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Stoe v. Flaherty

January 23, 2006


On Appeal From the United States District Court For the Western District of Pennsylvania (D.C. Civil Action No. 04-cv-00489) District Judge: Hon. Donetta W. Ambrose.

The opinion of the court was delivered by: Stapleton, Circuit Judge.


Argued October 18, 2005



Plaintiff-appellant George Stoe ("Stoe") brought a state-law action in state court to recover unpaid severance benefits from current and former officers of his previous employer, which is now bankrupt. The defendants removed the case to federal court pursuant to 28 U.S.C. § 1452, which provides for the removal of claims related to a bankruptcy case. In the District Court, the defendants successfully opposed Stoe's motion for mandatory abstention and ultimately won dismissal on the merits. Because we conclude that the District Court committed errors of law in ruling that the Bankruptcy Code's mandatory abstention provision was inapplicable to a case of this kind, we will remand for further consideration of whether the District Court must abstain from hearing Stoe's case.


Stoe was formerly the president of Zinc Corporation of America ("Zinc"), a division of Horsehead Industries, Inc. ("Horsehead"). In April 2002, Stoe entered into a severance agreement with Zinc that provided for Stoe to receive a severance of $648,000, payable in biweekly installments of $13,500, for services he had rendered to the company prior to his departure. Zinc and Horsehead made all payments required by the severance agreement until Horsehead filed for Chapter 11 bankruptcy in the United States District Court for the Southern District of New York in August 2002. The Bankruptcy Code prohibited Horsehead from making further payments to Stoe after the filing of the petition. See Belcufine v. Aloe, 112 F.3d 633, 634 (3d Cir. 1997) (noting that filing of a Chapter 11 petition bars the payment of pre-petition claims by the company).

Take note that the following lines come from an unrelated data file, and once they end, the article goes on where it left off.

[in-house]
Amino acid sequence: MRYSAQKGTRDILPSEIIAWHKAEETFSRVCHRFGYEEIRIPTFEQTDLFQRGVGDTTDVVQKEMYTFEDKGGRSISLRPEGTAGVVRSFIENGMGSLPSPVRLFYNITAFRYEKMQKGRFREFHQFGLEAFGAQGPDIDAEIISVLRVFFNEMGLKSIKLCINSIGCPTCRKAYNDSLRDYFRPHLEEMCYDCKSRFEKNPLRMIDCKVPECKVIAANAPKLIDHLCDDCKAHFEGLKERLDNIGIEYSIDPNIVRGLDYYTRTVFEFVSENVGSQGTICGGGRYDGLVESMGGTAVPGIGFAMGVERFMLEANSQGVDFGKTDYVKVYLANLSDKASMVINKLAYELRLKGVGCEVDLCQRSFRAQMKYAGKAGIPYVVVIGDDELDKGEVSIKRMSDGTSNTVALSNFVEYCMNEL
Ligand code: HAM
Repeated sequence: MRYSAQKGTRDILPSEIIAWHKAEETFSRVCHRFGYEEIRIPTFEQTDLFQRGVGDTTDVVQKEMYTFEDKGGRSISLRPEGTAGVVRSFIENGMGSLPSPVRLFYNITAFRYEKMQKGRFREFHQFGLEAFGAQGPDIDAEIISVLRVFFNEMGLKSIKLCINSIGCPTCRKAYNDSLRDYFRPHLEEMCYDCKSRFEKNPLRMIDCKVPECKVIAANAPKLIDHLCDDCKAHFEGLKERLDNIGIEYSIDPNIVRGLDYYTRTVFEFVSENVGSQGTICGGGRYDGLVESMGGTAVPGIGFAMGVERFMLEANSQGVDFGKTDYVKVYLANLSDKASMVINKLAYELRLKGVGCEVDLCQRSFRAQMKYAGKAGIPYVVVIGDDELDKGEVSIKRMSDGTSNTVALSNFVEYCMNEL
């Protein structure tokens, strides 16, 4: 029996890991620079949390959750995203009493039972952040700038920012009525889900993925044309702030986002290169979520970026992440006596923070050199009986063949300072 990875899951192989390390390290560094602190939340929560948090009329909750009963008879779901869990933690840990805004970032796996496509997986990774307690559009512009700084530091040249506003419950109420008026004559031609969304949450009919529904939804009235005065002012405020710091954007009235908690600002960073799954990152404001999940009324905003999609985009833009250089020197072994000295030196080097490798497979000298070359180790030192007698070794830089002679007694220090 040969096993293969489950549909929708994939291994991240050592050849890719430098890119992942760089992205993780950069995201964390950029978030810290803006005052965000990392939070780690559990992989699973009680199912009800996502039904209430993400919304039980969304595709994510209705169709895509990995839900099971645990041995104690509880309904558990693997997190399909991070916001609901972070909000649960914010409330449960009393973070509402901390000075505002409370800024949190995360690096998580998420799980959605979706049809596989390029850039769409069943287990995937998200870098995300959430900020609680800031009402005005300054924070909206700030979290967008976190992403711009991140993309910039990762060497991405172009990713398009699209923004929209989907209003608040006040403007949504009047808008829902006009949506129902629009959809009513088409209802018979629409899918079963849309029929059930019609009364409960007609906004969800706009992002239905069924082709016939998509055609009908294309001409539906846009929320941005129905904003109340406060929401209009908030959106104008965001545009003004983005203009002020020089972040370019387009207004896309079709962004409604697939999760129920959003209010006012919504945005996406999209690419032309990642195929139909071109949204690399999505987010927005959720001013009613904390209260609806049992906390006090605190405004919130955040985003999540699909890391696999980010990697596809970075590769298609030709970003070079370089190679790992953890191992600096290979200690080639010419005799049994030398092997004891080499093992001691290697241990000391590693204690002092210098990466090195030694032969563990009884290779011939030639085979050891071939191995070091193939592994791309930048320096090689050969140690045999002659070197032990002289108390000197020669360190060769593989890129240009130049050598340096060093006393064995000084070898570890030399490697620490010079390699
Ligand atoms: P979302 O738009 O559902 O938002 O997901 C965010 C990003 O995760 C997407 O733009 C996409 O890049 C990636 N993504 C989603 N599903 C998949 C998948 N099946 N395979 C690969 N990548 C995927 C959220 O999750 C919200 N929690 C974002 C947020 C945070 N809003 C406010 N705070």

Stoe brought an action to recover the unpaid severance payments under Pennsylvania's Wage Payment and Collection Law, 43 Pa. Cons. Stat. § 260.1 et seq. ("WPCL"), against David Carpenter, Executive Chairman and CEO of Horsehead, James Carpenter, President of Horsehead, William Smelas and Robert Sunderman, both former Executive Vice Presidents of Zinc, Ronald Statile, former Chief Financial Officer of Zinc, and William Flaherty, former Chairman and CEO of Zinc. Under the WPCL, when a corporation fails to pay wages and benefits that it owes its employees, the corporation's top officers can be held personally liable for the non-payments. Belcufine, 117 F.3d at 634. Stoe did not name Horesehead as a defendant in the suit, but if Stoe is successful, the defendants will be entitled to indemnification from Horsehead, pursuant to Horsehead's by-laws.

After removing Stoe's state court action to federal court, the defendants moved to dismiss Stoe's action under Fed. R. Civ. P. 12(b)(6), or, in the alternative, to transfer the action to the Bankruptcy Court. Stoe moved to remand the action to state court, or, in the alternative, for both permissive and mandatory abstention.